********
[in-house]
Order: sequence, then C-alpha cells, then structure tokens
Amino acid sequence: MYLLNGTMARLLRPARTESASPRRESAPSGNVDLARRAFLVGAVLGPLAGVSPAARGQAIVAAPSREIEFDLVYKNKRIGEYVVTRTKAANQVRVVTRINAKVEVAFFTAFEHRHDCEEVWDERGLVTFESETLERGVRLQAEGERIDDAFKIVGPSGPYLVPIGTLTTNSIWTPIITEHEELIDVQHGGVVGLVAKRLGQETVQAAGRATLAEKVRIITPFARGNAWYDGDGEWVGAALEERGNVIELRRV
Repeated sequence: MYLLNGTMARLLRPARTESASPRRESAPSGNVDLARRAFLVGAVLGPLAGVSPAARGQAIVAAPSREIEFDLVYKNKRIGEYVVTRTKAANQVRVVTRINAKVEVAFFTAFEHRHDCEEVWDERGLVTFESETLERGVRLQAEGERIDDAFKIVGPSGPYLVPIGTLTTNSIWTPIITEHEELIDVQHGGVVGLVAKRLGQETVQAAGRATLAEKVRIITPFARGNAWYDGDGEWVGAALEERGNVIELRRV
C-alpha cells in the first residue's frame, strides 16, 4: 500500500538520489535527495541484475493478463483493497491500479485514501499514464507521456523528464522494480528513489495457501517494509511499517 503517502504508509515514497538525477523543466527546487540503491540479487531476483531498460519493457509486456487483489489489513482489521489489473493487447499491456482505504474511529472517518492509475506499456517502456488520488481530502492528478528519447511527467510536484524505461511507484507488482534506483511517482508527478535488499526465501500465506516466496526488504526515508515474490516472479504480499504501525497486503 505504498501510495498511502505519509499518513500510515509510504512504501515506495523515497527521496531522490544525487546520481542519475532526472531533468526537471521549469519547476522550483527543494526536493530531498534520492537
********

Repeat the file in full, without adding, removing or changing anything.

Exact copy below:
[in-house]
Order: sequence, then C-alpha cells, then structure tokens
Amino acid sequence: MYLLNGTMARLLRPARTESASPRRESAPSGNVDLARRAFLVGAVLGPLAGVSPAARGQAIVAAPSREIEFDLVYKNKRIGEYVVTRTKAANQVRVVTRINAKVEVAFFTAFEHRHDCEEVWDERGLVTFESETLERGVRLQAEGERIDDAFKIVGPSGPYLVPIGTLTTNSIWTPIITEHEELIDVQHGGVVGLVAKRLGQETVQAAGRATLAEKVRIITPFARGNAWYDGDGEWVGAALEERGNVIELRRV
Repeated sequence: MYLLNGTMARLLRPARTESASPRRESAPSGNVDLARRAFLVGAVLGPLAGVSPAARGQAIVAAPSREIEFDLVYKNKRIGEYVVTRTKAANQVRVVTRINAKVEVAFFTAFEHRHDCEEVWDERGLVTFESETLERGVRLQAEGERIDDAFKIVGPSGPYLVPIGTLTTNSIWTPIITEHEELIDVQHGGVVGLVAKRLGQETVQAAGRATLAEKVRIITPFARGNAWYDGDGEWVGAALEERGNVIELRRV
C-alpha cells in the first residue's frame, strides 16, 4: 500500500538520489535527495541484475493478463483493497491500479485514501499514464507521456523528464522494480528513489495457501517494509511499517 503517502504508509515514497538525477523543466527546487540503491540479487531476483531498460519493457509486456487483489489489513482489521489489473493487447499491456482505504474511529472517518492509475506499456517502456488520488481530502492528478528519447511527467510536484524505461511507484507488482534506483511517482508527478535488499526465501500465506516466496526488504526515508515474490516472479504480499504501525497486503 505504498501510495498511502505519509499518513500510515509510504512504501515506495523515497527521496531522490544525487546520481542519475532526472531533468526537471521549469519547476522550483527543494526536493530531498534520492537